Most people outside evangelical culture contest the legitimacy of groups like Exodus International, the world’s largest conversion therapy organization, with over 260 local organizations. But most people unquestioningly support and even share, at least in principle, the goals of groups like First Place, a weight-loss program associated with the Southern Baptist Convention, even though permanent weight loss is nearly as problematic and unsuccessful as sexual reorientation.

And you can read the rest here.

A Late Summer Recipe: Amazing Eggplant Dip

Come on. Starbucks’ Pumpkin Spice Latte does not get to redefine the scope of the seasons. I am not ready to strip over (has this typo really been up all day? Oy. I meant TRIP over) those plastic pumpkin buckets and bags of orange-and-black wrapped candies at the end of the grocery aisle. It’s still time for reveling in the bounty of summer.

But now that it’s cooling off, it’s also not awful to think of roasting things. Like food. Like this amazing eggplant dip, originally posted more than a year ago.

{Just made it again, and it is still delicious.}

Preheat oven to 450F.

{you don’t need to cut everything neatly, since it’s going to be almost-puree anyway. if you’re using Japanese eggplants, like I did, just leave the skin on–it’s quite tender.}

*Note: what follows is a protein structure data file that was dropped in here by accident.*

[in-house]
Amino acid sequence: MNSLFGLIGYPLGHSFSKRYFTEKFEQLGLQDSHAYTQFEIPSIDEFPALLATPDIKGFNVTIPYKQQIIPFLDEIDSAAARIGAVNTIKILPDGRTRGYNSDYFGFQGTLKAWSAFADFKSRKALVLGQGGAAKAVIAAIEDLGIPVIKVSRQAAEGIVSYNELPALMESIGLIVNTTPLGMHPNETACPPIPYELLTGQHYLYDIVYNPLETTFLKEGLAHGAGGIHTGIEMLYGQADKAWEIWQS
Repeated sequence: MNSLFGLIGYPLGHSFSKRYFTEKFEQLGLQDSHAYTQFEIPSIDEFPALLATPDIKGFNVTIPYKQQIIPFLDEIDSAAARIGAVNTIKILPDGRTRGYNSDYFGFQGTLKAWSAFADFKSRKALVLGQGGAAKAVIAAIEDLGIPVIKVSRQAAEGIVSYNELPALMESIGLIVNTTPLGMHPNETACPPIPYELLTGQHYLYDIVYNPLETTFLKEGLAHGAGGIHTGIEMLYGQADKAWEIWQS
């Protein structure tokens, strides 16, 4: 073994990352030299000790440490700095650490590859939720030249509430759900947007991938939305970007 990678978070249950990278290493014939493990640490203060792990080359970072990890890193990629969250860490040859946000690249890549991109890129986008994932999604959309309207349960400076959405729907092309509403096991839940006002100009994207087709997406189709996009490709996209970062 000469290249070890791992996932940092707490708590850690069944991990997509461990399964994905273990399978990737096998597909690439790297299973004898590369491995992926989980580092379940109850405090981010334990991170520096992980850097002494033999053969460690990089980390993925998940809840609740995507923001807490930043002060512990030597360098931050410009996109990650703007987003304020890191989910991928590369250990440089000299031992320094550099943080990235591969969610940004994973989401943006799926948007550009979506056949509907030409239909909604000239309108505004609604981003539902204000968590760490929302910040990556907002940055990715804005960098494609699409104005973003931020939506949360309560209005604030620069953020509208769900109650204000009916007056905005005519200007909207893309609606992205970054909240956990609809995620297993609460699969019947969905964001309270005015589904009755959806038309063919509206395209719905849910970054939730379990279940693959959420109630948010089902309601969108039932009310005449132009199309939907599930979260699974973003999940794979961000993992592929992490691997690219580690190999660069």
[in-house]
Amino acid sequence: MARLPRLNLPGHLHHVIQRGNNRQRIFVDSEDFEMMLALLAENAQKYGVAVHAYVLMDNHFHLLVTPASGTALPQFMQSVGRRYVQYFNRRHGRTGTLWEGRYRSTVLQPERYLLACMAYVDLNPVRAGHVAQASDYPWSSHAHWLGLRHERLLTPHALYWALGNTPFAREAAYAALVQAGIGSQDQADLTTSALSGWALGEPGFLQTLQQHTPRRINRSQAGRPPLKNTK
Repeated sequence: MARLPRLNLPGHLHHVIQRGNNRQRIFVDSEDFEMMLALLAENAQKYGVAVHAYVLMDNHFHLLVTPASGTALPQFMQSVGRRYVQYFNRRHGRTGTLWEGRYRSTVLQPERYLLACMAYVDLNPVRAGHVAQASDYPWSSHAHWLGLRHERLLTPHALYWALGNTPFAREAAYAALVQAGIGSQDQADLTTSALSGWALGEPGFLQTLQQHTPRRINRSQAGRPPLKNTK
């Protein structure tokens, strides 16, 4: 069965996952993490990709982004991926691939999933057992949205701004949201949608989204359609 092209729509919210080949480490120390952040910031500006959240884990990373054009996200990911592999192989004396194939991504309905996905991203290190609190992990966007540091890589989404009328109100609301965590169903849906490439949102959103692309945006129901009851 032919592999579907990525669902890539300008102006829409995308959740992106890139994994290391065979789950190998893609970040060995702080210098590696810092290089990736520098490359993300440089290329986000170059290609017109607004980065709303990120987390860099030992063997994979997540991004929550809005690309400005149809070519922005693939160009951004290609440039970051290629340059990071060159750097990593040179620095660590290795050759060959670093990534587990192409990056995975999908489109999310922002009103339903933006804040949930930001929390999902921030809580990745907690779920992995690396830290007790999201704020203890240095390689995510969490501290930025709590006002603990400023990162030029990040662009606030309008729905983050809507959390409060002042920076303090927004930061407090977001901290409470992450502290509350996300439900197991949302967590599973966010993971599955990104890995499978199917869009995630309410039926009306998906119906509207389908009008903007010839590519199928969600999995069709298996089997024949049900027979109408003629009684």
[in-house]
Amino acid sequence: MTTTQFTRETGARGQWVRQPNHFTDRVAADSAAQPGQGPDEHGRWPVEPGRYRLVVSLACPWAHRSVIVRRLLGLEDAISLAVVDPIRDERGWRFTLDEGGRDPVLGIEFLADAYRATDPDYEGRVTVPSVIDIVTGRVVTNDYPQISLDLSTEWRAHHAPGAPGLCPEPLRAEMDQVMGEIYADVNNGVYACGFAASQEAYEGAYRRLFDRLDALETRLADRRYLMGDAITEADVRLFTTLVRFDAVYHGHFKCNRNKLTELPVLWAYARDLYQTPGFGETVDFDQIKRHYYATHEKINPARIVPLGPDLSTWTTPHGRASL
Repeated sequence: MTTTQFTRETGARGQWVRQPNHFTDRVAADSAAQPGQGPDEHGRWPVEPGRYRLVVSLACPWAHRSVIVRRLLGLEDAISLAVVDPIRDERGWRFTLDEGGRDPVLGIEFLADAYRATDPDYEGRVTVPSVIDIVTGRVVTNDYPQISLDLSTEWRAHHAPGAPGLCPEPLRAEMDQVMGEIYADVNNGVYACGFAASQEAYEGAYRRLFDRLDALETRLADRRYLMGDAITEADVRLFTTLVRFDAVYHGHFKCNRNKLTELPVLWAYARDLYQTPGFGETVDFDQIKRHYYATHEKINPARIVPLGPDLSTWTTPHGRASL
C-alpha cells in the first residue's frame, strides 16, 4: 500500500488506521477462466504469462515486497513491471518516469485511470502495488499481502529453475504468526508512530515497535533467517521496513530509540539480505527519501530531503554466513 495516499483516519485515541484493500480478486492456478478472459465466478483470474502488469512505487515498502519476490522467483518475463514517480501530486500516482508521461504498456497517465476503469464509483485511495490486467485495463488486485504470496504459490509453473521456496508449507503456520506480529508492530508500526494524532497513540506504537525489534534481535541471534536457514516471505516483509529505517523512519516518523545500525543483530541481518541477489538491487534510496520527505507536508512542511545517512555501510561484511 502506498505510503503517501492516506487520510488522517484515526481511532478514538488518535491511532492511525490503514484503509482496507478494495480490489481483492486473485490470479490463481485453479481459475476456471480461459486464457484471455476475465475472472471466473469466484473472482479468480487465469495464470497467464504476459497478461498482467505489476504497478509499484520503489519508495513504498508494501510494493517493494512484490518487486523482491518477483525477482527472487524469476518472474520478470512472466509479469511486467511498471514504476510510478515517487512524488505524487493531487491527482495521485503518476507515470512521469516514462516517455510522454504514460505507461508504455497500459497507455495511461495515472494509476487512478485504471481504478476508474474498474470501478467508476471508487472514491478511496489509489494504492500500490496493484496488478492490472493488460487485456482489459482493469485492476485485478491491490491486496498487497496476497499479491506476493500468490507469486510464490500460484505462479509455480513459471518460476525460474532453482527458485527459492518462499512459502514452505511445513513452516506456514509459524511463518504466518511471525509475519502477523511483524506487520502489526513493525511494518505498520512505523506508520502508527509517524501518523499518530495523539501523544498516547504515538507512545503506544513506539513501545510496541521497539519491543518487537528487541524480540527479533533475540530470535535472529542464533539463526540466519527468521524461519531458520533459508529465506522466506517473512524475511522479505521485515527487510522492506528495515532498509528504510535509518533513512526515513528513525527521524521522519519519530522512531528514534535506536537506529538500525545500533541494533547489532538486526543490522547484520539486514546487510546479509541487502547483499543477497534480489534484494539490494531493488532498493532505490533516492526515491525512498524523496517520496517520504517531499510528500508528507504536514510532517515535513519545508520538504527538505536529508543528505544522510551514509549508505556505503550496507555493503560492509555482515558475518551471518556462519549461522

Toss all of the following together in a large roasting pan:

  • 1 large eggplant, peeled and diced
  • 2 red bell peppers, seeded and diced
  • 1 large red onion, peeled and diced
  • 2 garlic cloves, minced
  • 1/3 cup olive oil
  • 1 1/2 teaspoons kosher salt
  • 1/2 teaspoon freshly ground black pepper
  • 2 tablespoons tomato paste (or 1/4 cup fresh seeded and diced tomatoes)

Roast for 45-65 minutes, or until the vegetables are fragrant and caramelized and reduced by 1/2 their volume. Cool slightly before pulsing in food processor to your desired level of chunkiness.

(We had a lot of eggplants and peppers, so I doubled the recipe and put what we didn’t eat immediately into 1/2 pint jam jars to freeze.)

{if you’re going to do the same, remember to leave 1/2″ of space at the top of the jar to allow for the expansion that comes with freezing!}

{small white bowl to the far right has the eggplant dip. my son, trying his best to look fierce.}

Delicious as an appetizer to Middle-Eastern or Italian inspired dishes. Yum!

I hope you’ll make some and enjoy it with friends this weekend. Peace!

The Grace of God in Salt Spray and Sweet Non-Essentials

Some weeks (months?) ago, I told you that I was aiming for a regret-free summer, and that, for me, that means a lot of beach-going. Since we live 15 minutes away from, oh, 15 or so beaches.

I’m never going to not have some regrets, alas, but it has been a beautiful summer.

We’ve eaten *whatever* for dinner so that we could go to the beach.

I’ve said, “it can wait” to writing, to laundry, to cleaning, to home-schooling so that we could go to the beach.

And now the days are growing shorter and cooler, and guess what?

There is still food to be cooked, posts to be written, laundry to be washed, children to be taught…

And what do we have to take with us into fall? Tanned arms, tanned faces, toughened feet…

…and some seriously happy memories of life-in-the-moment.

Life lived by the side of the sea, the sea that’s always changing and yet, somehow,

Always the same. Have we met God there? I think the answer is yes.

God, and the Mister Softee truck. Because what is the beach for, but meeting God

And tasting all the goodness and grace of God in salt sprays and in sweet non-essentials?

There are still 9 days left. What will you do to enjoy the last bits of summer?